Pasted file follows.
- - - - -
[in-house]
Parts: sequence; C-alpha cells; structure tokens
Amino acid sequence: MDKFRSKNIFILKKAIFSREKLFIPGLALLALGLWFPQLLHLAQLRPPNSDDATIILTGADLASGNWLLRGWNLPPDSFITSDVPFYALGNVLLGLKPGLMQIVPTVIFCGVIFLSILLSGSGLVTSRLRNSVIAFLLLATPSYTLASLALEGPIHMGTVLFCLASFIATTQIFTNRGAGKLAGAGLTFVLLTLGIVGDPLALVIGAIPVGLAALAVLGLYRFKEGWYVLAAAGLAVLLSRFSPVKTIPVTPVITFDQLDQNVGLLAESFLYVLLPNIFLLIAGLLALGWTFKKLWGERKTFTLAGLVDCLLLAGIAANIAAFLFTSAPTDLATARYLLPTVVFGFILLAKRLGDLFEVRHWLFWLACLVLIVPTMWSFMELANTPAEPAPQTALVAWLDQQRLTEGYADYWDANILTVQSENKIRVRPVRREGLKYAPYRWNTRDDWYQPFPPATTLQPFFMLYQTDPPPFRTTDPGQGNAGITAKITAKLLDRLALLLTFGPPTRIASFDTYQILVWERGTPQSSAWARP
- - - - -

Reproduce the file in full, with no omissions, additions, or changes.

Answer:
[in-house]
Parts: sequence; C-alpha cells; structure tokens
Amino acid sequence: MDKFRSKNIFILKKAIFSREKLFIPGLALLALGLWFPQLLHLAQLRPPNSDDATIILTGADLASGNWLLRGWNLPPDSFITSDVPFYALGNVLLGLKPGLMQIVPTVIFCGVIFLSILLSGSGLVTSRLRNSVIAFLLLATPSYTLASLALEGPIHMGTVLFCLASFIATTQIFTNRGAGKLAGAGLTFVLLTLGIVGDPLALVIGAIPVGLAALAVLGLYRFKEGWYVLAAAGLAVLLSRFSPVKTIPVTPVITFDQLDQNVGLLAESFLYVLLPNIFLLIAGLLALGWTFKKLWGERKTFTLAGLVDCLLLAGIAANIAAFLFTSAPTDLATARYLLPTVVFGFILLAKRLGDLFEVRHWLFWLACLVLIVPTMWSFMELANTPAEPAPQTALVAWLDQQRLTEGYADYWDANILTVQSENKIRVRPVRREGLKYAPYRWNTRDDWYQPFPPATTLQPFFMLYQTDPPPFRTTDPGQGNAGITAKITAKLLDRLALLLTFGPPTRIASFDTYQILVWERGTPQSSAWARP